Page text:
The purpose of this reading and viewing list is to help give a narrative framework for those that wish to participate in virtual worlds. It is both about the potential of virtual worlds and how to relate to the people and situations one can find in them in the here and now.
In Neuromancer, William Gibson coined the term and introduced the concept of cyberspace. Gibson’s cyberspace is not just an interface for interacting with computers systems and data, but an actual place where one can go, a different reality with its own rules and mechanisms.
In Snow Crash, Neal Stephenson imagines a virtual world known as the metaverse. The defining characteristic of the metaverse is that it is user-created. Users interact with the metaverse through an avatar -- a virtual representation of themselves. The metaverse is populated with user created objects such as vehicles, weapons, and buildings in a simulation of a physical environment. The metaverse has its own culture and idioms due to the limitations of a virtual environment, such as foregoing shaking hands in favor of bowing because of the difficulty in getting avatars to physically interact.
Ready Player One takes place in a near-future dystopia where natural resources are drying up and poverty is rampant. To escape the real world many spend their time in an MMO known as the OASIS. OASIS uses virtual reality and haptic feedback for an immersive experience. The basic equipment consists of a visor and haptic gloves and a computer to connect to the OASIS. But greater immersion is possible with haptic clothing, chairs, treadmills, and even a tower that presents scents. OASIS has its own economy and currency known as credits that in the world of Ready Player One is the most stable currency on Earth.
This two-part novel is about a computer program that reshapes society after its programmer’s death. Part of the mechanism the Daemon uses is an augmented-reality overlay of the real world. It recruits agents that participate in this augmented reality through a pair of special glasses. It uses gamification to assign tasks to agents and to interact with the augmented reality that has results in the real world.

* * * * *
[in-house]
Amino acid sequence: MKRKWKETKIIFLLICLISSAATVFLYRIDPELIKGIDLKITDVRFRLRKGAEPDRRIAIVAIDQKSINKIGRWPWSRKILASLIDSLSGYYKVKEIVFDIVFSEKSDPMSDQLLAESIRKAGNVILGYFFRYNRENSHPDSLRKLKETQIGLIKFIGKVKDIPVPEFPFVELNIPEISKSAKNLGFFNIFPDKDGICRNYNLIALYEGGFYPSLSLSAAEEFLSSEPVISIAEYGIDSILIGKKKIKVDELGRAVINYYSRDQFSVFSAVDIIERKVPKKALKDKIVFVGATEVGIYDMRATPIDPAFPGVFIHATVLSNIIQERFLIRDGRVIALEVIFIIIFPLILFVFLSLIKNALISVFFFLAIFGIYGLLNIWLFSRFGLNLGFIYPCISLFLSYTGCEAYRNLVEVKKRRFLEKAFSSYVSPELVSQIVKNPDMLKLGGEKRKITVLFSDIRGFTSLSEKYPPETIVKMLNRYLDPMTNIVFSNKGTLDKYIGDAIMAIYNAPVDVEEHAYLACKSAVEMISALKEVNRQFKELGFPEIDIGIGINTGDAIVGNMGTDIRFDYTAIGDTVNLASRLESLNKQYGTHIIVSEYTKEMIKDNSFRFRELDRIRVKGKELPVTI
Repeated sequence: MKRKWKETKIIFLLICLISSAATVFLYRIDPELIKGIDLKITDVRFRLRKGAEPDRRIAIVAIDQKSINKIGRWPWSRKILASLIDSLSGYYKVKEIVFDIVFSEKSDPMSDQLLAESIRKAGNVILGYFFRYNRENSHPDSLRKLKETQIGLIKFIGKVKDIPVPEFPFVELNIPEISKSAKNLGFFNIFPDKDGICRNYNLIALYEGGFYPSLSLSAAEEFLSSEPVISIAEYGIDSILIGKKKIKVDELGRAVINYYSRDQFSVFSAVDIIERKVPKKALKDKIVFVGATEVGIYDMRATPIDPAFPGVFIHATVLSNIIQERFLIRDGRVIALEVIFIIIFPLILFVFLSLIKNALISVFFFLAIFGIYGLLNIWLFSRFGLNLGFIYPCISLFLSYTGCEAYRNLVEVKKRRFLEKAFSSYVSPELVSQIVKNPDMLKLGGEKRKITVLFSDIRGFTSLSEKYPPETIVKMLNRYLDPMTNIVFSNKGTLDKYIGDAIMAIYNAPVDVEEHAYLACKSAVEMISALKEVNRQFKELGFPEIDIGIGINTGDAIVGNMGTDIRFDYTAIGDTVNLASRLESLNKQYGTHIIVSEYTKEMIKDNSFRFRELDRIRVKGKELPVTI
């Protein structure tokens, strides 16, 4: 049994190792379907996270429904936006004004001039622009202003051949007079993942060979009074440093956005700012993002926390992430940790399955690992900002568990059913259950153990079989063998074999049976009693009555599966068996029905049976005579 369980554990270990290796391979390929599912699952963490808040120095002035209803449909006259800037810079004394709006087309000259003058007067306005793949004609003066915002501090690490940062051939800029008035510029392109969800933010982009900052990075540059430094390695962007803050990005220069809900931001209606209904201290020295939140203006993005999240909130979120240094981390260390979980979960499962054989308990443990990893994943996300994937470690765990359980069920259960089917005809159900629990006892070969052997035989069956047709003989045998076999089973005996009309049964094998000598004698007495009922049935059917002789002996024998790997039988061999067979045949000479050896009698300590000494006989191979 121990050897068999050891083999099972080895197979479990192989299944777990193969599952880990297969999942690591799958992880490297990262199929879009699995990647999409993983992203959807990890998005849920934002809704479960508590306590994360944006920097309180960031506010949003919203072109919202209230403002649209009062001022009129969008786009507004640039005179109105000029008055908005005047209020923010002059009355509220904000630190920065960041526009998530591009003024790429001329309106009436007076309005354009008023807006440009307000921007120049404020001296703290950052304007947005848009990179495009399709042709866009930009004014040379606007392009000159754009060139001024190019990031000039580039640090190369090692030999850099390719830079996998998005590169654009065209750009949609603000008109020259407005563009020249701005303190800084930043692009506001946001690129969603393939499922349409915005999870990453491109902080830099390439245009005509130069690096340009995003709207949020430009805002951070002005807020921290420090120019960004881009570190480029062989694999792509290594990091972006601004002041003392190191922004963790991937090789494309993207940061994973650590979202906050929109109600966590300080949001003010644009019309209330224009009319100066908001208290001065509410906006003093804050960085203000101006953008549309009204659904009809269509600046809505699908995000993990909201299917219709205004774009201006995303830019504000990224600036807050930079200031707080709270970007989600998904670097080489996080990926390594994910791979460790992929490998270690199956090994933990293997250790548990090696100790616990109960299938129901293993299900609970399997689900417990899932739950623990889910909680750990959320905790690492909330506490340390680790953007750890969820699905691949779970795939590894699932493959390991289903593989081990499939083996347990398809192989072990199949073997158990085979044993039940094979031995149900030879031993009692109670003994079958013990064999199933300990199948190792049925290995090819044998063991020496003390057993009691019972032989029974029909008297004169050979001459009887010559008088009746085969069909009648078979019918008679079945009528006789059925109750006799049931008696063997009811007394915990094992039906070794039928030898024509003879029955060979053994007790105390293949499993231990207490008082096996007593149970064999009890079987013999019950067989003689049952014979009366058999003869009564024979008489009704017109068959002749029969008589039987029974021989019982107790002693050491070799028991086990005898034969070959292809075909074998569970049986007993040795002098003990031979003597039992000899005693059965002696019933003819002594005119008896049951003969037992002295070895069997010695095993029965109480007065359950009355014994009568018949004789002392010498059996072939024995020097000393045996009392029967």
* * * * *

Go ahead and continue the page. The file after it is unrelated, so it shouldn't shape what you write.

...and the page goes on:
This is a philosophical treatise on the nature of reality and simulation. It was one of the inspirations for the film The Matrix by the Wachowskis and given to actor Keanu Reeves to prepare for his role as Neo. It posits that simulation can be actually more real than what it represents creating a hyperreality, and that many of the things we perceive as real are actually simulations.
Inspired by the Future Shock book series written by Alvin and Jill Toffler, Brunner paints a future of deep reliance on computers and the information network they provide. for good and ill. It was perhaps the first book to predict the reach and impact the Internet would have years before it was more than a gleam in DARPA's eye. Its explorations of identity and intentions in a digital age tie in well with virtual worlds. When all you are to anyone else is pixels, who are you and who can you be? And should you?
Tron follows the adventures of programmer Kevin Flynn who had his work stolen from him and his quest to find the evidence of the theft in the computer system. Standing in his way is the Master Control Program which transports Flynn to the computer world. Flynn must navigate the game grid recruiting programs along the way to be allies to liberate his data and return to the real world.
Influenced by anime such as Ghost in the Shell and the philosophy of Jean Baudrillard this film explores the issue of living in a simulation so convincing that most of the inhabitants of this virtual world mistake it for reality. It contrasts the virtual world with the real one by the ability to bend the rules of reality in the Matrix by moving faster than humanly possible, jumping great distances, defying gravity, and stopping bullets.
What if you were trapped in an MMORPG with no way to log out, the only way to leave is to beat the game or die trying? Sword Art Online explores the issues of navigating a virtual world, creating relationships in a virtual environment, and how in-game actions have consequences in the real world.
The fourth episode of the third series of Black Mirror, San Junipero depicts a simulated reality of a beach town resort in the 1980s where the elderly and infirm visit for five hours a week as “tourists” and the deceased can live there permanently as “residents” made possible by a mind upload to a central server. They enjoy young, healthy bodies in this simulated reality. San Junipero explores the relationships that can be formed in virtual worlds, the implications of having to leave a virtual world or residing there permanently.
L. Christopher Bird
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